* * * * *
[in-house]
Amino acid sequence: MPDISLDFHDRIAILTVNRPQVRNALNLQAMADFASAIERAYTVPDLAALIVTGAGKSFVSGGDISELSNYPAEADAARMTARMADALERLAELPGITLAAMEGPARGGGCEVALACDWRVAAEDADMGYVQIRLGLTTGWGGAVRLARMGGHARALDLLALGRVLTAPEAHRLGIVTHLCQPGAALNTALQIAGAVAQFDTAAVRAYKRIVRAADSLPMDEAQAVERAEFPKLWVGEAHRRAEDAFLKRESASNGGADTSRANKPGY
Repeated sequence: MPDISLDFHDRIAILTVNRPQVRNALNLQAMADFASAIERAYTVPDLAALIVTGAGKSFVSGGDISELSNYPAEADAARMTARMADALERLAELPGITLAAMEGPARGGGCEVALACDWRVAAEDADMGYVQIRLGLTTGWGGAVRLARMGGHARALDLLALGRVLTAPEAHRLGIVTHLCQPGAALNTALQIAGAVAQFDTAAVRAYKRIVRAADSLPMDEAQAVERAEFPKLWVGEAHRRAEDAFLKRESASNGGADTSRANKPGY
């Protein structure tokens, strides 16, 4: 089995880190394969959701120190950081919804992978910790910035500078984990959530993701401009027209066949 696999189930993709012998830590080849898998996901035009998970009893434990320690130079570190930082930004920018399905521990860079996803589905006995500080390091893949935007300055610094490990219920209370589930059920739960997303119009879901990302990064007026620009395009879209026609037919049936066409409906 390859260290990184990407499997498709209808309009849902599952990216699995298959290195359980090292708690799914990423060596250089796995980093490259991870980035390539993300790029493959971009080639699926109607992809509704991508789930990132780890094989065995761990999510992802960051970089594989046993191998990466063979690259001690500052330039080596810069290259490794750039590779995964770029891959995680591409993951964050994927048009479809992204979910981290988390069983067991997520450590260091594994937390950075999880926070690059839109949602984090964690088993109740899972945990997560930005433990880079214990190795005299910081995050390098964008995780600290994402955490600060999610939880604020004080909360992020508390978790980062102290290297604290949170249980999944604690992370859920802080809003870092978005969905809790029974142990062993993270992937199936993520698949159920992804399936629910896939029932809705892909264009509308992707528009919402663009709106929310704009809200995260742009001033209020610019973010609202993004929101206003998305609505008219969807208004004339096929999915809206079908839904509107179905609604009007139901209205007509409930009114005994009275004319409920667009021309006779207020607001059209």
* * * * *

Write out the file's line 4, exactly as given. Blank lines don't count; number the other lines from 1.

């Protein structure tokens, strides 16, 4: 089995880190394969959701120190950081919804992978910790910035500078984990959530993701401009027209066949 696999189930993709012998830590080849898998996901035009998970009893434990320690130079570190930082930004920018399905521990860079996803589905006995500080390091893949935007300055610094490990219920209370589930059920739960997303119009879901990302990064007026620009395009879209026609037919049936066409409906 390859260290990184990407499997498709209808309009849902599952990216699995298959290195359980090292708690799914990423060596250089796995980093490259991870980035390539993300790029493959971009080639699926109607992809509704991508789930990132780890094989065995761990999510992802960051970089594989046993191998990466063979690259001690500052330039080596810069290259490794750039590779995964770029891959995680591409993951964050994927048009479809992204979910981290988390069983067991997520450590260091594994937390950075999880926070690059839109949602984090964690088993109740899972945990997560930005433990880079214990190795005299910081995050390098964008995780600290994402955490600060999610939880604020004080909360992020508390978790980062102290290297604290949170249980999944604690992370859920802080809003870092978005969905809790029974142990062993993270992937199936993520698949159920992804399936629910896939029932809705892909264009509308992707528009919402663009709106929310704009809200995260742009001033209020610019973010609202993004929101206003998305609505008219969807208004004339096929999915809206079908839904509107179905609604009007139901209205007509409930009114005994009275004319409920667009021309006779207020607001059209």